• Further to my earlier post about buses - I said I'd expand later on the trouble with strangers. Since my bi I prefer not to talk to or deal with strangers, not like me before the accident at all. Anyway - not wishing for strangers to speak to me if at all possible seems like an annoying but small issue. The bigger issue is self generated - as alluded to by @sospan - I can't help merrily joining in with total strangers conversations if I for instance happen to know he answer to something they're deliberating about. In I jump with both feet without thinking - then remember that I'm a bit slow speech wise and start hesitating. Then ensues an embarrassing few minutes while they look at me as if I'm speaking a foreign language (which I may as well be) and then they delicately untangle themselves from my company or else I do if I can think of a way. If this happens while I'm with my partner - it's not too bad, and he gently helps me to exit stage left. Like the AA Milne poem - sometimes I wish I didn't :) 

  • Ha, I sometimes think I know people, when they are strangers, takes me normally 10 mins of confusion before I realise it's my poor brain, making 7 out of 2+2!

  • Hi headway, 4 ths after my Haemorrhage I planned, organised and managed my own flight back to UK from Beziers. Now I can't even organise a taxi to go shopping unless I think about it for days. I stay indoors now, it's easier. Last Xmas I was supposed to go down S to stay with an expat online friend who helped me via online when I drove myself600 kms  up here, i got so confused with the airfrance website and The train timetables one, to give me alternatives - I didn't go anywhere in the end. Can't even think again about doing it, I forget where my local friend parks her car if I come out the supermarket before her. She basically doesn't understand why I'm like I am, because I can walk and talk (yes same old, same old story) I don't even bother telling her anything now.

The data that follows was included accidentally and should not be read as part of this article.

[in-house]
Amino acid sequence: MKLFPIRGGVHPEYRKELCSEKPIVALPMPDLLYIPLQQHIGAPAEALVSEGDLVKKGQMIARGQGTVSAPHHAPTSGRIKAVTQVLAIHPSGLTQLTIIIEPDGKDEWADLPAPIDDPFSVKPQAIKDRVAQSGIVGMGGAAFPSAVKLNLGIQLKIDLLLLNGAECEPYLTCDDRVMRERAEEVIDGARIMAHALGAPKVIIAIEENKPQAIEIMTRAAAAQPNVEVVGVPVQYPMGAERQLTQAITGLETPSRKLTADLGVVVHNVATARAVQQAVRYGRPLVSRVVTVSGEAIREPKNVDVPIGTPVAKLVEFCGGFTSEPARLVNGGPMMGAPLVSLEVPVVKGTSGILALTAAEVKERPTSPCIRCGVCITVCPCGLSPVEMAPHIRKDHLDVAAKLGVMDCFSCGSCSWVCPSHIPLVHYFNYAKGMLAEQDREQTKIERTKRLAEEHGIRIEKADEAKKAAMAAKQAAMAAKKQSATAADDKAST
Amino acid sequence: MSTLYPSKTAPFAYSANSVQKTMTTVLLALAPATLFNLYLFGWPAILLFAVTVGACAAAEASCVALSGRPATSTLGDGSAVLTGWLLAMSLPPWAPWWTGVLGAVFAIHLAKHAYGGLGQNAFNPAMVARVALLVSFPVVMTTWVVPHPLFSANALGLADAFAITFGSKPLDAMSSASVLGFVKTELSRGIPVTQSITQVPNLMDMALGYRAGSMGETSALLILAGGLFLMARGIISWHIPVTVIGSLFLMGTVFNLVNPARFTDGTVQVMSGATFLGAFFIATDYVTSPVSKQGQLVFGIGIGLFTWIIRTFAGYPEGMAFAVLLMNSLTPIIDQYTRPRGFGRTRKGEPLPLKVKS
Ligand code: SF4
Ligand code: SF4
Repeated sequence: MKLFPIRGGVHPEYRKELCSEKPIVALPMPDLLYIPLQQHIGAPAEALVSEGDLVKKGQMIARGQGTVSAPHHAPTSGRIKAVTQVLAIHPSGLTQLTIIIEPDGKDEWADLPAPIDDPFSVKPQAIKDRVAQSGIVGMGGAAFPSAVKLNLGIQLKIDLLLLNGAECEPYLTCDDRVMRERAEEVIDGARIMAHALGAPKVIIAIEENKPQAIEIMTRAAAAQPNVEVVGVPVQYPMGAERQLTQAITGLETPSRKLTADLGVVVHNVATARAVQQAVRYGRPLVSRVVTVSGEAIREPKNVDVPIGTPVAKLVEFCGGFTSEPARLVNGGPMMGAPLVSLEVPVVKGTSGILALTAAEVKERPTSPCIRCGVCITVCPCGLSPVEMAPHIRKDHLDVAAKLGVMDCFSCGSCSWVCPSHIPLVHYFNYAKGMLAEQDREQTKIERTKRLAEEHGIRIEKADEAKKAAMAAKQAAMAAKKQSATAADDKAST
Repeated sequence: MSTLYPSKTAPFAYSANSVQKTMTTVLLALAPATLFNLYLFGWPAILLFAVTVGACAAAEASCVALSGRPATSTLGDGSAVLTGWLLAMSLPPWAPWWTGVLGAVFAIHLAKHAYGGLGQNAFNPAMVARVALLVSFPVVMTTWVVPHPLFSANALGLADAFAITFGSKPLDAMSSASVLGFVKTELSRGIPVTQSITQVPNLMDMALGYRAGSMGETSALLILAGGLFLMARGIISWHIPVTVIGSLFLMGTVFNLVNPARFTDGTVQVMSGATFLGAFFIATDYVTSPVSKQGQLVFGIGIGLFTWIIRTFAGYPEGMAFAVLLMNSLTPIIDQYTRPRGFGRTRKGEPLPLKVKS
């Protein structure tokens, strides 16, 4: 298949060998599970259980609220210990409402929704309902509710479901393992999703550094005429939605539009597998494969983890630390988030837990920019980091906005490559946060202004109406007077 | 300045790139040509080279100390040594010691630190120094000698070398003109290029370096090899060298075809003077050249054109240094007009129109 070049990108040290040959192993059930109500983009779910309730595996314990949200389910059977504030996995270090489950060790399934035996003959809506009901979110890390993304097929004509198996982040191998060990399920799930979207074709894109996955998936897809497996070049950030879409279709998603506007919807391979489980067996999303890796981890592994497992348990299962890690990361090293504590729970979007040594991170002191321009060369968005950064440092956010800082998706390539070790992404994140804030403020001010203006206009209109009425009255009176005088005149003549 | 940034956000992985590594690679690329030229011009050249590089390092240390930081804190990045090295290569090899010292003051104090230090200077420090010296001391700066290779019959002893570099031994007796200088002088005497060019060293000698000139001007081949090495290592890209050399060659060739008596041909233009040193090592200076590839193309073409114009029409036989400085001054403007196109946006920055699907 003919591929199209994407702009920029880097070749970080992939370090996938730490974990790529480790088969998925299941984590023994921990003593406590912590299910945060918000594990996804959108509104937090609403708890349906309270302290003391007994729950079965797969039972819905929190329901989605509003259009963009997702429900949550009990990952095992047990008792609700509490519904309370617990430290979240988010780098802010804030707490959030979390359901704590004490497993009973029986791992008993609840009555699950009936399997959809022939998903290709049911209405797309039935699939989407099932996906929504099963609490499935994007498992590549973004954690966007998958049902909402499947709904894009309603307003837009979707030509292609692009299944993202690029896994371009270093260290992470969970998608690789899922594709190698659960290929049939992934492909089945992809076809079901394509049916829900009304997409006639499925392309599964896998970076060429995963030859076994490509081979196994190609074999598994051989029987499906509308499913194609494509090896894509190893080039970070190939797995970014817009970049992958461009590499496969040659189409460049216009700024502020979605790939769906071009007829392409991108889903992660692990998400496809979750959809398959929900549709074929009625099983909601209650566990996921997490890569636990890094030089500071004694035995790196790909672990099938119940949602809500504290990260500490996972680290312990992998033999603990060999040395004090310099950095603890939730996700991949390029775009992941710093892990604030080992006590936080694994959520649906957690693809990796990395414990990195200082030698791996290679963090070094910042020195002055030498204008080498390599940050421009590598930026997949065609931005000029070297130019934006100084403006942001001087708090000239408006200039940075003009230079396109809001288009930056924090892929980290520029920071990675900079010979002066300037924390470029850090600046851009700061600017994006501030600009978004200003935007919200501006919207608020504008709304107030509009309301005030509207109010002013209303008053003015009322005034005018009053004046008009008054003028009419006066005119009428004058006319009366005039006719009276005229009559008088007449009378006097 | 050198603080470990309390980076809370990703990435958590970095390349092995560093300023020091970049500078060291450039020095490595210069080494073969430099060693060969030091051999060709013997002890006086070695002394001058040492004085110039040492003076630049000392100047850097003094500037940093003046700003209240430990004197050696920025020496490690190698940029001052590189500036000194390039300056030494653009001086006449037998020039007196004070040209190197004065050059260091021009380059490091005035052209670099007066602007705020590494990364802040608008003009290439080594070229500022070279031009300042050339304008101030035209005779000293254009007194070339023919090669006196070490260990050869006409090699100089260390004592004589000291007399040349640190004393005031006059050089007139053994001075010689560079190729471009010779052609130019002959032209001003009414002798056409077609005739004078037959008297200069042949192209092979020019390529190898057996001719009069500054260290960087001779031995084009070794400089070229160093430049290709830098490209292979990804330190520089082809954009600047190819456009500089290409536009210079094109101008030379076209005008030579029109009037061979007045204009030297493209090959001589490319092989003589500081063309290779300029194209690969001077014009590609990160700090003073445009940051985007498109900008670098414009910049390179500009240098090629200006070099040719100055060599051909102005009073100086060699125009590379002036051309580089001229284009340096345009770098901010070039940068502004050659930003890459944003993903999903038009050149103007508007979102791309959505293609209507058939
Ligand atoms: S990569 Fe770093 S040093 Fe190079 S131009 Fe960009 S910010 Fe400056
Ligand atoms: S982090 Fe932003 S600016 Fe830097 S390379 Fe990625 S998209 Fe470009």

• Hi Sambs,  sounds like you're in the position of trying to manage everything, and on top, manage how others are treating you.....it's really hard. Sending you a hug. x

  • Thanks v much Elenor3, yes I am, it keeps me out of mischief I hope :-) - but no not quite on top of things yet, so that why I persevere.  I'm a stubborn woman, my undoing perhaps, but like a leopard too old to change my spots now  :- I don't mean old old, but have more life behind me than ahead, so hope experience counts for something. 

    I hope you are doing well, also that you have a good BH weekend! xx